Supercars are intended to represent the absolute pinnacle of what is technologically possible, but that is a constantly shifting target and each successive generation outdoes its predecessor as it makes the most of new developments.
But how much has technology moved on in the past 25 to 30-years? Could a modern super saloon match these once untouchable supercars or is the chasm so wide that no amount of modern technology can overcome the basic laws of nature?
We set out to find out by comparing what is regarded by many as the benchmark super saloon, the BMW M5 to the very best supercars that were on sale in the 1990s.
Can the latest version of the car that started the sports saloon category as a modified 5 Series really take on and beat the fastest supercars from the 1990s, or is that asking too much of a 4,000-pound four-door family car?
BMW M5 Competition
The most powerful variant of the current M5 is also the quickest road car the company has ever built, it now features switchable four-wheel-drive, turbocharging and an automatic gearbox. All three would have been sacrilegious to include in an M-car even 10-years ago but BMW has done its homework and this M5 still offers the kind of raw-edged performance that the original did way back in 1984.
617bhp 4.4-litre twin-turbo V8
0-60mph: 3.1-seconds (3.3 for standard M5)
Top speed:155mph limited (190mph with M Driver’s Package)
The first daily-driver supercar from Japan showed the Italians the way.
270bhp 3.0-litre V6
Top speed: 165mph
To some, the most beautiful mid-engined Ferrari ever and definitely the best sounding.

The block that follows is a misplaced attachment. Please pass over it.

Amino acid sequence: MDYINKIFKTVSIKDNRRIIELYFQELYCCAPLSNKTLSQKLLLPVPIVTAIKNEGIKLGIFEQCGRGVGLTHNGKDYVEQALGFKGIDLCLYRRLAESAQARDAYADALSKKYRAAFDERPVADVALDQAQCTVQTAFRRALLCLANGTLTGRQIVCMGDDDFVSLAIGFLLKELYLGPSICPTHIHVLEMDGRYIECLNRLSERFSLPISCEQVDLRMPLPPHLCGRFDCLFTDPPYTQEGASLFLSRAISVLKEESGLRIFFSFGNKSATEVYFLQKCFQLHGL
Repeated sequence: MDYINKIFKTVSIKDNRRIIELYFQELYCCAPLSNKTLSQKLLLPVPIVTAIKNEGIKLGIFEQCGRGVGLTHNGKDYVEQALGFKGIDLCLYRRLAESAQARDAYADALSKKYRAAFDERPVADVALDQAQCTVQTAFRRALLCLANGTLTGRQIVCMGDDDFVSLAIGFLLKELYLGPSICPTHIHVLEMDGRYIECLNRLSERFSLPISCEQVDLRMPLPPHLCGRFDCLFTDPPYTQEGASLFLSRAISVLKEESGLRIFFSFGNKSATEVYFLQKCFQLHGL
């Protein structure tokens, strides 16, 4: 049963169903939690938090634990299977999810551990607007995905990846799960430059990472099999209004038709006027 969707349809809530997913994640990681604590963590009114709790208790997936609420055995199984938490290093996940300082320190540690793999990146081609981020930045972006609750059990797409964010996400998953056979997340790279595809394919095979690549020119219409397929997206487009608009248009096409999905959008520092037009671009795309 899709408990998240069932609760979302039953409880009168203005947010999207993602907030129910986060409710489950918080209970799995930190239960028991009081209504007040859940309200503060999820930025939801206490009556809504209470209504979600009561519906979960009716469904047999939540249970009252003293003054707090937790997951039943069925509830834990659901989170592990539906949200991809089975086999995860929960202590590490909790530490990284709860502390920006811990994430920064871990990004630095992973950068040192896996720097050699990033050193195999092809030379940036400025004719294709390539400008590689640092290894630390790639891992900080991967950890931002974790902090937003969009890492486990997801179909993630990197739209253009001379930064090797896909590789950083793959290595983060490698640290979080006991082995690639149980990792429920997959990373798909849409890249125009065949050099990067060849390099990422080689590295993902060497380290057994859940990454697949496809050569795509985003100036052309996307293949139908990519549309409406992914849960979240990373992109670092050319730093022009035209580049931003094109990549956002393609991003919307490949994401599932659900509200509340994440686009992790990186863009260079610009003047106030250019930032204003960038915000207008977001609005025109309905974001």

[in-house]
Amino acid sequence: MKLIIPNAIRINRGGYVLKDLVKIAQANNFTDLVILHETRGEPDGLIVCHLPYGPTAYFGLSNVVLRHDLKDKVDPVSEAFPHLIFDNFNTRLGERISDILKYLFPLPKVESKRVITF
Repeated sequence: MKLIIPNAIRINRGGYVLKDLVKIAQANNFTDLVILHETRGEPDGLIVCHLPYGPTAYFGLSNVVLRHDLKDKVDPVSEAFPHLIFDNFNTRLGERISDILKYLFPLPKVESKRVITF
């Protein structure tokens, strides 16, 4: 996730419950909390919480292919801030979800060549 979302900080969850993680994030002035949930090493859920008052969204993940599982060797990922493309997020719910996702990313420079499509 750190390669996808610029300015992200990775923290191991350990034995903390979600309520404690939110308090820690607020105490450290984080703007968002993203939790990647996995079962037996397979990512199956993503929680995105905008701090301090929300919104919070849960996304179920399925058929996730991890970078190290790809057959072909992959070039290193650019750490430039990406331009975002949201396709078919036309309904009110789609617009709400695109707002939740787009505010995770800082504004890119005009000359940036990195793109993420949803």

375bhp 3.5-litre V8
Top speed: 183mph
Chevrolet Corvette ZR-1
The first truly quick modern-era Corvette and still a very pretty design.
375bhp 5.7-litre V8
Top speed: 180mph
Lotus Esprit V8
The most powerful Esprit and the only one sold with a twin-turbo V8 instead of the usual turbocharged four-cylinder option.
350bhp 3.5-litre twin-turbo V8
Top speed: 175mph
The last Lambo to be built before the VW Group takeover, so loud, fast, scary and not guaranteed to start every time.
485bhp 5.7-litre V12 (up to 575bhp in later 6.0-litre GT)
0-60mph: 4.3-seconds (under 4-seconds in later variants)
Top speed: 202mph
The archetypal American muscle car that was all about straight-line speed. Think of it as Cobra for the ’90s.
400bhp 8.0-litre V10
Top speed: 165mph
Porsche 993 GT2
The fastest 993 you could buy and also the scariest.
444bhp 3.6-litre twin-turbo flat-six
Top speed: 187mph
Le Mans-based supercar that was built in very limited numbers.
450bhp 6.0-litre V12
Top speed: 191mph
Superb F1-derived V12 paired with a great chassis and a manual gearbox.
512bhp 4.7-litre V12
Top speed: 202mph
Mercedes CLK GTR (Straßen Version)
Limited-edition road-legal version of the GT1 race car, you could even get it in a roadster version if you were really brave.
604bhp 6.9-litre V12
Top speed: 214mph
The fastest road-legal Jag ever built (despite reverting to a turbocharged V6 instead of the original V12) and quite possibly the prettiest.
542bhp 3.5-litre twin-turbo V6
Top speed: 212mph
Bugatti EB110 SS
The most powerful iteration of an already very fast supercar.
603bhp 3.5-litre quad-turbo V12
0-60mph: 3.2-3.6-seconds (est)
Top speed: 221mph
The fastest naturally aspirated car ever produced and to some the best analogue supercar.
627bhp 6.1-litre V12
Top speed: 240mph
Clearly in terms of top speed, the M5 is eclipsed by the majority of these 1990s supercars, in some cases not by very much but if you are on the Autobahn, you’d better have the M Driver’s Package if you want to keep up.
Handling-wise one would assume that the lighter and lower supercars would show the M5 the way but the BMW is no slouch on a race track and has posted quicker times than many sports cars on challenging circuits like the Nurburgring.
When it comes to acceleration, the four-wheel-drive traction and massive turbocharged torque of the M5 gives it a 0-60mph time that only the McLaren F1 and possibly the Bugatti EB110 SS can match, that truly is an impressive feat considering the super saloon’s overall weight and is also a more valid and exploitable performance metric in the real world.
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